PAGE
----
I wanted to hear your opinion that feeling is why I was like, why I'm putting so much energy into the index network, into the network, because I know the good people, I know who they are, I know why they're here and I know it's important to the future of the internet and it's going to be really impactful for billions of people. And I also know that what you're saying is true. There's been a lot of funds lost, a lot of people hurt in our space, and part of that is it's just how early we are in building this new future. It's always going to attract bad people. Part of that is the technology is just not. There's stuff missing that prevents these kinds of things from happening. For example, I was talking to a company that's building a security product that will just tell you if you're trying to sign a transaction that you shouldn't sign. They have technology that uses AI and they have a huge data set. They can analyze all the data and say they integrate with a wallet right, you can just say whether or not you should sign that transaction. I think there are far more good people than there are bad people building, and I think the internet is full of good and bad people doing good and bad things, and I think that there's nothing different there. It's just that this space is so hot and new and it draws a lot of attention, and I also think that there's a concerted effort on some people's part to focus on the bad and not the good. Conversely, I think there are a lot of people, for example, in government, who are working to create regulations that prevent these kinds of things, that are like smart common sense regulations that are going to help keep innovation going with. You know they're not going to hurt the industry per se, especially in the US, and a lot of that effort is just not talked about or seen by the public, but I know that it's happening. I know some of the people that are doing it involved in it. You just got to keep going. You just got to keep focused on your why and tell that story, and the more we tell that story, the more the light side of what we're doing is going to get out there and to think like what you're doing is super important. Many, many creators are struggling and this is their livelihood and they have things of value to tell the world, and you're building tools that are going to help them. I really believe in that and I think that these technologies AI, crypto, other technologies that are part of, like, the future of the internet are going to help those creators, the creator commies, actually, I think, the one that benefits most from these tools. I do think that there's a downside to it too, from the elimination of jobs and things like that. That can happen, but you know, I'm an optimist, so yeah, I appreciate that. I don't know if that answers your question, but I have felt what you feel. You know, I hear it.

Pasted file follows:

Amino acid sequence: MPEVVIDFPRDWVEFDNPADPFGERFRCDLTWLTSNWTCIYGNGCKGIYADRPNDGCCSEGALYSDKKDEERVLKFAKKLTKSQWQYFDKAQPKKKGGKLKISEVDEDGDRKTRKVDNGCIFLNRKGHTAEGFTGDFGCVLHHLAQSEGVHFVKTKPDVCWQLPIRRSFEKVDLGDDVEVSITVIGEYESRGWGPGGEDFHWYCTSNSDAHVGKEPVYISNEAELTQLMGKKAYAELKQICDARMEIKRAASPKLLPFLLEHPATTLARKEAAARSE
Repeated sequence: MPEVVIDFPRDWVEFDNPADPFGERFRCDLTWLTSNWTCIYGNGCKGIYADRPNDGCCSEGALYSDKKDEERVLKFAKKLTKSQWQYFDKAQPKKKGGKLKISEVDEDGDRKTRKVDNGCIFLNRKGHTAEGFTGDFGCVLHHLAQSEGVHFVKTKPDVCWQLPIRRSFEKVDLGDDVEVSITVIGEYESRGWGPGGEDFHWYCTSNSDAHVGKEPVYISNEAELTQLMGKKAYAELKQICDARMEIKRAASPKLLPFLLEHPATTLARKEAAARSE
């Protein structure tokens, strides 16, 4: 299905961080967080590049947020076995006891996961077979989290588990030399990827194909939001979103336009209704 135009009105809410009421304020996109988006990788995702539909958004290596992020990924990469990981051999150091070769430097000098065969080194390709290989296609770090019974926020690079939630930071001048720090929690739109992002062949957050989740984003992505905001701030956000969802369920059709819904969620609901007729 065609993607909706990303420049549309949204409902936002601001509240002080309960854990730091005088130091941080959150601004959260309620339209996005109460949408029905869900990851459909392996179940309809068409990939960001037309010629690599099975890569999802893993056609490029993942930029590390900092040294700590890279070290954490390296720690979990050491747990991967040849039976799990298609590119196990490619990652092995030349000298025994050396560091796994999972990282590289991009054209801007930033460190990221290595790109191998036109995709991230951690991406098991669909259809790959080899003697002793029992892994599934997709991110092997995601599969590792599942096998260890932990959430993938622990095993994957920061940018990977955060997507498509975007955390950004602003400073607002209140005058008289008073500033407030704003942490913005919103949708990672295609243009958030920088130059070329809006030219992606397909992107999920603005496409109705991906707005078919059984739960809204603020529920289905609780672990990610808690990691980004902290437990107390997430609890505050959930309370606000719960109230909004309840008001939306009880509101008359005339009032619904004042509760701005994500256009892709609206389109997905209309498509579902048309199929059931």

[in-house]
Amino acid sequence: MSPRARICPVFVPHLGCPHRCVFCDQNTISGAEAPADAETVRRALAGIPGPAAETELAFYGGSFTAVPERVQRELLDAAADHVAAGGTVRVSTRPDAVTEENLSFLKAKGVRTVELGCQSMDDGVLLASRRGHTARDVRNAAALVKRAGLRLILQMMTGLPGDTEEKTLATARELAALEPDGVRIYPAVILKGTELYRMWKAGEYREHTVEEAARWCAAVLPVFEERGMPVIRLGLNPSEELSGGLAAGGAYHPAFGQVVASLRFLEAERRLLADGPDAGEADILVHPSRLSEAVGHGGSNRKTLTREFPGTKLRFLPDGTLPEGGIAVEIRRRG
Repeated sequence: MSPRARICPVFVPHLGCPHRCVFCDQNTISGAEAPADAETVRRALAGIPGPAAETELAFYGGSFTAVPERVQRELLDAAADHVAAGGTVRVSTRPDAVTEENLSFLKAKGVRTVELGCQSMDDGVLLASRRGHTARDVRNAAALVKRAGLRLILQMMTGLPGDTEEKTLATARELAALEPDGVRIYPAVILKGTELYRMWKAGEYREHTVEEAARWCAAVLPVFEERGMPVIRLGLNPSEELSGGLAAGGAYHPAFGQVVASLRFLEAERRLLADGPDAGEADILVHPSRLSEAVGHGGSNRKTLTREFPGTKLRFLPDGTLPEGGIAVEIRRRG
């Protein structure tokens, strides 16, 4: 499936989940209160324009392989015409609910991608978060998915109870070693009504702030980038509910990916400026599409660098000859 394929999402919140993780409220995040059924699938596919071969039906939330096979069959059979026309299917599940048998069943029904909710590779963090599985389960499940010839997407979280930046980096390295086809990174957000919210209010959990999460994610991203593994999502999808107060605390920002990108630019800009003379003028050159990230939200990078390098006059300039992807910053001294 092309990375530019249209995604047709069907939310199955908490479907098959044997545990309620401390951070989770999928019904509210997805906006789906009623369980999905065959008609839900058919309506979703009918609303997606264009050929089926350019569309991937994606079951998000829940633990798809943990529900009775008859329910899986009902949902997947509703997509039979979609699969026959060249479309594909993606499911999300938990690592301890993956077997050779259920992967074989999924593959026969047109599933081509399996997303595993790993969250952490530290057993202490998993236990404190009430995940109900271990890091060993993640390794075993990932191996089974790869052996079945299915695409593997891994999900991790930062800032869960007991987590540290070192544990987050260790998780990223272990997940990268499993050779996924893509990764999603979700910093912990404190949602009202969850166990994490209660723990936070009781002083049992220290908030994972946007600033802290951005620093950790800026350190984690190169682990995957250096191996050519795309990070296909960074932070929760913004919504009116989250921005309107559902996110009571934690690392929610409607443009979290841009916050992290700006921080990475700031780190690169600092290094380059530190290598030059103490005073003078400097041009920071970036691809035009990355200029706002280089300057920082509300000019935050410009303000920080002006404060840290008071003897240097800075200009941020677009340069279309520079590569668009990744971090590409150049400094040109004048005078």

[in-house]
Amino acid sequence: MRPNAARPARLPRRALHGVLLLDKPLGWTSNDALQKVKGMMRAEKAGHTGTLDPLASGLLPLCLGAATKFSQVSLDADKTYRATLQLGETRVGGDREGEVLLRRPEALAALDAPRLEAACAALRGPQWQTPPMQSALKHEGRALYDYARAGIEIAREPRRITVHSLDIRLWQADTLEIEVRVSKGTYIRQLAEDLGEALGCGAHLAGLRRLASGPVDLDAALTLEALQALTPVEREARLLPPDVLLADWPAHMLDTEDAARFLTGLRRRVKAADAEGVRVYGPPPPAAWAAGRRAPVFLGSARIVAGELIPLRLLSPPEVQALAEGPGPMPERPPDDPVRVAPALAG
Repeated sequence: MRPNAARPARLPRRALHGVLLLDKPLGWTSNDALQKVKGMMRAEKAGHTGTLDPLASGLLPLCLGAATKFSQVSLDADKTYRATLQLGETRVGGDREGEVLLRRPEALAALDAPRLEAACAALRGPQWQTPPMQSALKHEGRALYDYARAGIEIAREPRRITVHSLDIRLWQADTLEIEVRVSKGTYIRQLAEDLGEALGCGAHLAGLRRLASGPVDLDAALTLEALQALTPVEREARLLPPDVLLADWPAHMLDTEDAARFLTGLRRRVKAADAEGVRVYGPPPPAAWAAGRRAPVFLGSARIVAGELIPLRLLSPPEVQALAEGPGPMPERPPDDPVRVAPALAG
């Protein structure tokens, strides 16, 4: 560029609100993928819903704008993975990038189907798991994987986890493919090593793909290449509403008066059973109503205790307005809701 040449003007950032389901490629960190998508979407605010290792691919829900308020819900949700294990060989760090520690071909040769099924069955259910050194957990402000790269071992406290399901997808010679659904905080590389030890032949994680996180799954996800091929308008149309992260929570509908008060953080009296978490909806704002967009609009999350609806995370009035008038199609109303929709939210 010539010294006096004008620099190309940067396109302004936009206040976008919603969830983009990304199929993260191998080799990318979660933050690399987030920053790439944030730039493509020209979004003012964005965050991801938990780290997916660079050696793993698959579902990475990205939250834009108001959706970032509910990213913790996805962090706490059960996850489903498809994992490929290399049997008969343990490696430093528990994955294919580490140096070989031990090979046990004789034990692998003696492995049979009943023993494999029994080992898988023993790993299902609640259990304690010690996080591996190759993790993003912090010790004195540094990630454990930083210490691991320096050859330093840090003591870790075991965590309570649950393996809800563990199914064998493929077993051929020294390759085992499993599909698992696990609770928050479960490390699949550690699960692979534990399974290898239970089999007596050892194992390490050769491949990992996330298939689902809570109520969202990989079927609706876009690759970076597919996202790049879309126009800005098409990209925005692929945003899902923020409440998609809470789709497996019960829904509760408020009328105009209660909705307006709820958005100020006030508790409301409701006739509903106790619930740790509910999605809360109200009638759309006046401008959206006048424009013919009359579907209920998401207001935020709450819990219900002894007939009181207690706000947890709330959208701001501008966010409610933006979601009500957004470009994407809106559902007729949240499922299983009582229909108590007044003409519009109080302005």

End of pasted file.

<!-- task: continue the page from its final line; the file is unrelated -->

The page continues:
Joe Vezzani:

It's a feeling that you've had and that you keep pushing through, because I do know a lot of people that threw in the towel and they, you know, they're working at engineering and AI company now, or they went to start, you know, a startup in a fintech, a straight fintech startup, and they said, hey, we're not going to touch web three at all. There's been so much that has happened, even in the last year of building, that they've now missed it and they have a huge gap in their knowledge of what's out there and what's possible.